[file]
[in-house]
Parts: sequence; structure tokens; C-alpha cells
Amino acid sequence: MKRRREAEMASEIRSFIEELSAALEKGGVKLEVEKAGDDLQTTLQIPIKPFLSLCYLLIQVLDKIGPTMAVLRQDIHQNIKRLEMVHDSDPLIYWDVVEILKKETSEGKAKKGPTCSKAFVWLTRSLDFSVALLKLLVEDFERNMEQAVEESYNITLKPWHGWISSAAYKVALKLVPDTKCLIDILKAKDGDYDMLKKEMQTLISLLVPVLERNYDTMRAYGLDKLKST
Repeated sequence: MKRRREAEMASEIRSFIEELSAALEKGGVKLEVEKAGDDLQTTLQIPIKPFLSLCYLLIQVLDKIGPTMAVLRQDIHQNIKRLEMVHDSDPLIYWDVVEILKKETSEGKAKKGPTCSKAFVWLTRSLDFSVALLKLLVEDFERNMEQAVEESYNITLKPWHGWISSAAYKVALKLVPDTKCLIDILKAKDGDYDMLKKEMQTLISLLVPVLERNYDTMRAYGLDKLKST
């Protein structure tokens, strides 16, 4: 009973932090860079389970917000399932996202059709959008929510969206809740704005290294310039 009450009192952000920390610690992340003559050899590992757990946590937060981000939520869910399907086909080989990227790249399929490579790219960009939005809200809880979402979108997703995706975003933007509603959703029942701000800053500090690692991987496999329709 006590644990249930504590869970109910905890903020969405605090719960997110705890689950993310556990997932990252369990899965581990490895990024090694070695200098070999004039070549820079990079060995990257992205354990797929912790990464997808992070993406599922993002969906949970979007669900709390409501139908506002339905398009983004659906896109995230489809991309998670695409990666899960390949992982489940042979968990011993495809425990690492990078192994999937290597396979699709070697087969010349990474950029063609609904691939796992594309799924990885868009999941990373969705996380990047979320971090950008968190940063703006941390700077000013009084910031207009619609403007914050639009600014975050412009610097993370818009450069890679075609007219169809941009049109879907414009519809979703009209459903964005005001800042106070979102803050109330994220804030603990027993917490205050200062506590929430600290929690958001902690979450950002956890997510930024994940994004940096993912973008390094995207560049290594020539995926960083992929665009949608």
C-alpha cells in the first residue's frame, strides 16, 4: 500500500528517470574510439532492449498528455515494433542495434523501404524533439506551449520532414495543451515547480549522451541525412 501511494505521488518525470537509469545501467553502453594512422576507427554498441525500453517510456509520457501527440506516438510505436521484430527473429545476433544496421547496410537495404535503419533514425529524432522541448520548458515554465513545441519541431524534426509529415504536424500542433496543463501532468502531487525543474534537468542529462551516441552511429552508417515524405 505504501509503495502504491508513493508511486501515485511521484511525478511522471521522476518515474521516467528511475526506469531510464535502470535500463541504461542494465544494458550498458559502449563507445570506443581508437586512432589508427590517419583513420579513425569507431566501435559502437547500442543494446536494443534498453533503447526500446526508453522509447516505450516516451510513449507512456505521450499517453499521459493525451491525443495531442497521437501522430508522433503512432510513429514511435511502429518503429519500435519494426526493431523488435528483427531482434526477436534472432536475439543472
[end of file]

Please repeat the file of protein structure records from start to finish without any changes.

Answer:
[in-house]
Parts: sequence; structure tokens; C-alpha cells
Amino acid sequence: MKRRREAEMASEIRSFIEELSAALEKGGVKLEVEKAGDDLQTTLQIPIKPFLSLCYLLIQVLDKIGPTMAVLRQDIHQNIKRLEMVHDSDPLIYWDVVEILKKETSEGKAKKGPTCSKAFVWLTRSLDFSVALLKLLVEDFERNMEQAVEESYNITLKPWHGWISSAAYKVALKLVPDTKCLIDILKAKDGDYDMLKKEMQTLISLLVPVLERNYDTMRAYGLDKLKST
Repeated sequence: MKRRREAEMASEIRSFIEELSAALEKGGVKLEVEKAGDDLQTTLQIPIKPFLSLCYLLIQVLDKIGPTMAVLRQDIHQNIKRLEMVHDSDPLIYWDVVEILKKETSEGKAKKGPTCSKAFVWLTRSLDFSVALLKLLVEDFERNMEQAVEESYNITLKPWHGWISSAAYKVALKLVPDTKCLIDILKAKDGDYDMLKKEMQTLISLLVPVLERNYDTMRAYGLDKLKST
């Protein structure tokens, strides 16, 4: 009973932090860079389970917000399932996202059709959008929510969206809740704005290294310039 009450009192952000920390610690992340003559050899590992757990946590937060981000939520869910399907086909080989990227790249399929490579790219960009939005809200809880979402979108997703995706975003933007509603959703029942701000800053500090690692991987496999329709 006590644990249930504590869970109910905890903020969405605090719960997110705890689950993310556990997932990252369990899965581990490895990024090694070695200098070999004039070549820079990079060995990257992205354990797929912790990464997808992070993406599922993002969906949970979007669900709390409501139908506002339905398009983004659906896109995230489809991309998670695409990666899960390949992982489940042979968990011993495809425990690492990078192994999937290597396979699709070697087969010349990474950029063609609904691939796992594309799924990885868009999941990373969705996380990047979320971090950008968190940063703006941390700077000013009084910031207009619609403007914050639009600014975050412009610097993370818009450069890679075609007219169809941009049109879907414009519809979703009209459903964005005001800042106070979102803050109330994220804030603990027993917490205050200062506590929430600290929690958001902690979450950002956890997510930024994940994004940096993912973008390094995207560049290594020539995926960083992929665009949608």
C-alpha cells in the first residue's frame, strides 16, 4: 500500500528517470574510439532492449498528455515494433542495434523501404524533439506551449520532414495543451515547480549522451541525412 501511494505521488518525470537509469545501467553502453594512422576507427554498441525500453517510456509520457501527440506516438510505436521484430527473429545476433544496421547496410537495404535503419533514425529524432522541448520548458515554465513545441519541431524534426509529415504536424500542433496543463501532468502531487525543474534537468542529462551516441552511429552508417515524405 505504501509503495502504491508513493508511486501515485511521484511525478511522471521522476518515474521516467528511475526506469531510464535502470535500463541504461542494465544494458550498458559502449563507445570506443581508437586512432589508427590517419583513420579513425569507431566501435559502437547500442543494446536494443534498453533503447526500446526508453522509447516505450516516451510513449507512456505521450499517453499521459493525451491525443495531442497521437501522430508522433503512432510513429514511435511502429518503429519500435519494426526493431523488435528483427531482434526477436534472432536475439543472